Egypt: Thousands Protest Against Military In Cairo's Tahrir Square
Thousands of protestors have filled Cairo's Tahrir Square in the latest demonstration against the military authorities in Egypt.
Organisers called Friday's protest in the capital 'the last chance million-man protest' as they demanded that the country's military rulers step aside after the latest wave of demonstrations that have left more than 40 people dead.
The Supreme Council of the Armed Forces (SCAF) is overseeing the transition to civilian rule but many protestors believe the military will not cede power after next week's elections and are demanding the postponement of the vote until civilian rule is installed.
The protests have continued in spite of the ruling military regime selecting, Kamal el-Ganzouri, a Mubarak-era politician to act as prime minister and who insisted he has power to rule.
"I have asked Field Marshal [Hussein Tantawi] to give me time to appoint a Cabinet which satisfies all people," el-Ganzouri said, adding: "[SCAF] has given me all the authorities that could be given to a prime minister."
El-Ganzouri, 78, served as prime minister during the nineties, and is seen as part of the old guard by the protesters, who on hearing of his appointment, chanted "Illegitimate, illegitimate!" in Tahrir Square.
In a statement from the White House, the US government has called for power to be immediately transferred to the civilian authorities.
"The United States strongly believes that the new Egyptian government must be empowered with real authority immediately," the statement said. "We believe that Egypt's transition to democracy must continue, with elections proceeding expeditiously, and all necessary measures taken to ensure security and prevent intimidation.
"Most importantly, we believe that the full transfer of power to a civilian government must take place in a just and inclusive manner that responds to the legitimate aspirations of the Egyptian people, as soon as possible."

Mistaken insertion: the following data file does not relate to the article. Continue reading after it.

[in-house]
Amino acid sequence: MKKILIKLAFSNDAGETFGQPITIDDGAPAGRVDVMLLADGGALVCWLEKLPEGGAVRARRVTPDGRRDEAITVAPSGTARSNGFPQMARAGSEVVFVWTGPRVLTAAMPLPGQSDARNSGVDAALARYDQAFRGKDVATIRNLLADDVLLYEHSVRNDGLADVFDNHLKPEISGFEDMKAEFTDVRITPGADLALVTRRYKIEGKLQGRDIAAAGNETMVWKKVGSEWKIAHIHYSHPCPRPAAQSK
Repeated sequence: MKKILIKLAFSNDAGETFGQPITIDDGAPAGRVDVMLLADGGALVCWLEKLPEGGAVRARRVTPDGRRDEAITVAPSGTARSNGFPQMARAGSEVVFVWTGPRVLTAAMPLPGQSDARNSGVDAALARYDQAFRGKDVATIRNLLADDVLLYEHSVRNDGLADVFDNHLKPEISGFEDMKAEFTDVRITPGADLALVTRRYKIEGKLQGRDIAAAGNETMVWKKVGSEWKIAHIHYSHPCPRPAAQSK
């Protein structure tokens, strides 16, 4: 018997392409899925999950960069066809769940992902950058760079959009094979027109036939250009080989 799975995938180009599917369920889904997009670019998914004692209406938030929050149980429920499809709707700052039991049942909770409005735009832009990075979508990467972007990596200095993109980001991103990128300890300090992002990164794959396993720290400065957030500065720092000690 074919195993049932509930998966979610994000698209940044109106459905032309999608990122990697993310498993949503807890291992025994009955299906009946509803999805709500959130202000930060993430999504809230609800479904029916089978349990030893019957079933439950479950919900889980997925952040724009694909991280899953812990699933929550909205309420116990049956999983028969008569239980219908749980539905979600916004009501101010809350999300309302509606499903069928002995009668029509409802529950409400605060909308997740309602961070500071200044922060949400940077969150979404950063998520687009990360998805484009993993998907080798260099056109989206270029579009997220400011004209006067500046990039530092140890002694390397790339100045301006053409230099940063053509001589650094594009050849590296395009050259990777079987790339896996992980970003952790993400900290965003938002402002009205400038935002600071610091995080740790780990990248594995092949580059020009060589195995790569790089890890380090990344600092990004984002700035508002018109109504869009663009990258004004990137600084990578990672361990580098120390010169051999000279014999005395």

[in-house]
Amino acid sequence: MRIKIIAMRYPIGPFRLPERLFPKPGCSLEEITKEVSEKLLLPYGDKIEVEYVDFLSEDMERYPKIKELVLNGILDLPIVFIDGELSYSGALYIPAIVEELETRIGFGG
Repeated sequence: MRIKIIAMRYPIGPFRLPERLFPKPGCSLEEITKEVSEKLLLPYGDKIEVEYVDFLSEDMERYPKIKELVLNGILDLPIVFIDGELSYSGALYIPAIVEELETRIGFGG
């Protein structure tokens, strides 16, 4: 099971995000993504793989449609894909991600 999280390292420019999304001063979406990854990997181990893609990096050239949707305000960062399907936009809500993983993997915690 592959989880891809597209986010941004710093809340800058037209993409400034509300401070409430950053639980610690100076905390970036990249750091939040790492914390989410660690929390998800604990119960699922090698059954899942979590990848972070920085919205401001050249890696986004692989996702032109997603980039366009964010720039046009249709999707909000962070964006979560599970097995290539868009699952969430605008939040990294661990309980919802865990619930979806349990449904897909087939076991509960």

The statement also expressed regret over those killed in the protests and urged the Egyptian authorities to "implement an independent investigation into the circumstances of those deaths."
Earlier, the Supreme Council apologised for those who had died, saying: "The Supreme Council of the Armed Forces presents its regrets and deep apologies for the deaths of martyrs from among Egypt's loyal sons during the recent events in Tahrir Square", but added that the elections, due to be held on Monday, would not be delayed.
Meanwhile, in Syria the 1pm deadline to agree to an Arab League ultimatum to accept 500 monitors passed without word from President Bashar al-Assad or his government.
Speaking to The Telegraph, an Arab League Source said the organisation is prepared to wait until the end of Friday before making a decision on economic sanctions.
"The deadline has already ended, but the Arab League leaves the door open for Syria to reply by the end of the day and if a positive Syrian response comes on Friday, then the Arab League has no objection to agreeing to it," he said.
However, in Damascus the state news agency is reporting that the League has become a "tool for foreign interference".
According to the UN, more than 3,500 people have died since the unrest began in March, while increasing pressure on the Assad regime from its neighbours has failed to quell the violence.
On Friday, the Foreign Minister Ahmet Davutoglu said the country would not tolerate any more violence in Syria.
"If it doesn't, there are steps we can take in consultation with the Arab League," he told a news conference.
"I want to say clearly we have no more tolerance for the bloodshed in Syria. The attitude of friendly and fraternal countries on this subject is clear".